In-flight Refueling in Post War Gander

By J. Pinsent

Recently we received email form a lady in the UK asking if we were interested in receiving some photos her father took while working in Gander in the 40’s, after the war. We discover that her father worked for Sir Alan Cobham’s company, Flight Refuelling Ltd. This same company refueled the Botwood flying boats in the late 30’s. Now they were furthering their technology and using Gander as their North American base during the startup of commercial trans Atlantic air travel.

Ray Harris was the ladies father and he kept a pictorial record of his work while in Gander. We now became more enlightened into another facet of Gander’s aviation history. In flight, air-to-air, refueling.

Alan Cobham was a WWI pilot and after the war created Cobham’s Flying Circus performing throughout the UK but he had an idea to pursue air-to air refueling to avoid having to land for fuel, especially over hostile territories in Africa and parts of the middle east. After Lindberg’s flight across the North Atlantic, this new region became more of a challenge. In 1934 Alan Cobham, he was later knighted and became Sir Alan, started up the company Flight Refuelling Ltd. just in time to service the new flying boat service on the North Atlantic using his new technique of air-to-air refueling. Gander airport became his base of operations, renting the only hangar at Gander, later to be known as Hangar 20.

After the war, because of the success of the North Atlantic flying boat operation, the British government promoted the idea of a non-stop London - Bermuda route using in-flight refueling.  WWII Lancaster bombers were converted into refuelers and stationed in the Azores to service these flights but sights were also set on the North Atlantic, again. BOAC converted a B24 into a cargo aircraft and started up a non-stop Montreal – London flight using in-flight refuelers located at Shannon airport and Gander (Goose Bay was to be used as an alternate if required).

In 1947 Flight Refuelling Ltd again, rented Hangar 20 in Gander to set up an in-flight refueling station, relocating a team of specialist there from the UK along with their converted Lancasters.  Ray Harris was one of these specialists. He was later made a director and continued with the company until his retirement.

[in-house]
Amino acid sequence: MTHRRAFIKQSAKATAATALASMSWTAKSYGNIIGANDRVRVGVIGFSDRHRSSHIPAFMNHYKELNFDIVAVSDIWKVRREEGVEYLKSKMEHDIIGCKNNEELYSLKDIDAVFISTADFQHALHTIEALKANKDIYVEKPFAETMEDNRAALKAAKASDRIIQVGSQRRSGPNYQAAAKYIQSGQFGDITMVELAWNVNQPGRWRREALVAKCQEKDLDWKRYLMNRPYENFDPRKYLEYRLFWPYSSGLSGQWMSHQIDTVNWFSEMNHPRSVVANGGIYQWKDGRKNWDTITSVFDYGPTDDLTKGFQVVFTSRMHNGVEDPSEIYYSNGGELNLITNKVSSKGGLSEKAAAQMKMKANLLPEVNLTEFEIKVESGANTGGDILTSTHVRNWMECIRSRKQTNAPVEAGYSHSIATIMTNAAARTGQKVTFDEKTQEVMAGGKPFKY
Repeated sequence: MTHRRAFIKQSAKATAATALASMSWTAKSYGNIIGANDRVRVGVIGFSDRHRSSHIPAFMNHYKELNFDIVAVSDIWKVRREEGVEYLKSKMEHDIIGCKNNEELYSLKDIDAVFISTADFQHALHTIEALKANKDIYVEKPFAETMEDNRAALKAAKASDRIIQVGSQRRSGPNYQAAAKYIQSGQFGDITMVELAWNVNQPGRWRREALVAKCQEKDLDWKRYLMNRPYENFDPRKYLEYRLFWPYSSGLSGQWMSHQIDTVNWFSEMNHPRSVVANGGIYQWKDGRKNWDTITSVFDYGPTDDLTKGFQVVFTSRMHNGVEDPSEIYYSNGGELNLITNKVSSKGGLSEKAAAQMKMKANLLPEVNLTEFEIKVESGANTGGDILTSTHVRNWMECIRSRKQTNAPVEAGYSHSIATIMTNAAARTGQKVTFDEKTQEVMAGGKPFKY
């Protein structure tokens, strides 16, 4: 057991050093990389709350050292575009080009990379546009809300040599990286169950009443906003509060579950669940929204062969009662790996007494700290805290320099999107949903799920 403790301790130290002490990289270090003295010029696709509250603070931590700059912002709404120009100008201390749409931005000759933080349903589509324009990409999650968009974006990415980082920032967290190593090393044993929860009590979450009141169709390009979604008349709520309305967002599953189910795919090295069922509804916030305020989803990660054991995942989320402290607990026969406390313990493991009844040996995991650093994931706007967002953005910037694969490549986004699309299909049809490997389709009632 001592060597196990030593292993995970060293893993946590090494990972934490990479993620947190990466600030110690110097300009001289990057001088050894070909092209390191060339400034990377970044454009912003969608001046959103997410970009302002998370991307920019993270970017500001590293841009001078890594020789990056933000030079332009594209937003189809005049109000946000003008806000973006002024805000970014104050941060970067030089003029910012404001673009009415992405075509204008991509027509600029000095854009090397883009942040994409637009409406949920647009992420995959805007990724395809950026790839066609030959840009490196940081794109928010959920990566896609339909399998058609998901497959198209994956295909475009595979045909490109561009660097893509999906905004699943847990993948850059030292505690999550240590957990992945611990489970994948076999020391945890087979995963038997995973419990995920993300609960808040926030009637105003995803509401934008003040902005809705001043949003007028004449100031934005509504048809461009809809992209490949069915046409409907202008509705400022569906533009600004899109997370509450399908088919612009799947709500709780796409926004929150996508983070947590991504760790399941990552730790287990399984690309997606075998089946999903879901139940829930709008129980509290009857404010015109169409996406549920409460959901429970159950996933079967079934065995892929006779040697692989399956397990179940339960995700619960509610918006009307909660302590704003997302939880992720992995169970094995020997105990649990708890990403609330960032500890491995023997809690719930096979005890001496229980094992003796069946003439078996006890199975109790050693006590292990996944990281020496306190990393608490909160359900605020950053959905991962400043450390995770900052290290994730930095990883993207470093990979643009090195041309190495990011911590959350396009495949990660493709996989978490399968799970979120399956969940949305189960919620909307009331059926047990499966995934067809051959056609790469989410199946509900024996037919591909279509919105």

The experimental air-to-air refueling lasted until 1949 after over 50 successful missions. Gander airport again played a significant role in the advancement of air navigation procedures. Safety requirements dictated in-flight refueling not be permitted for passenger carrying aircraft. Now larger aircraft were carrying cargo as well as passengers. This sort of dampened this newly developed technique.

Flight logs

By this time the military could see the potential advantage in these new aviation procedures. Sir Alan Cobham could also see the financial returns on all this technology his company had developed and monetary agreements with the military establishment were carried out. The company expanded. To day, the company Sir Alan started, has now become transformed into a multi technical enterprise developing aviation technology throughout the world.

As a passing thought about Sir Alan and Gander. When the new town was built in 1955, it was decided that all streets would be named after pioneering aviators. Sir Alan has a street named after him in Gander. It is a very short street leading off the main highway into the town. It only has one building on it. That building is an auto service station. Very fitting indeed.


Editors Note: We recently received more photos of the Flight Refueling operations in Gander, this time from Jim Watson, given to him by his uncle, the late Ian Sword. These images have been added to the original slide show.


contributed by the Gander Airport Historical Society




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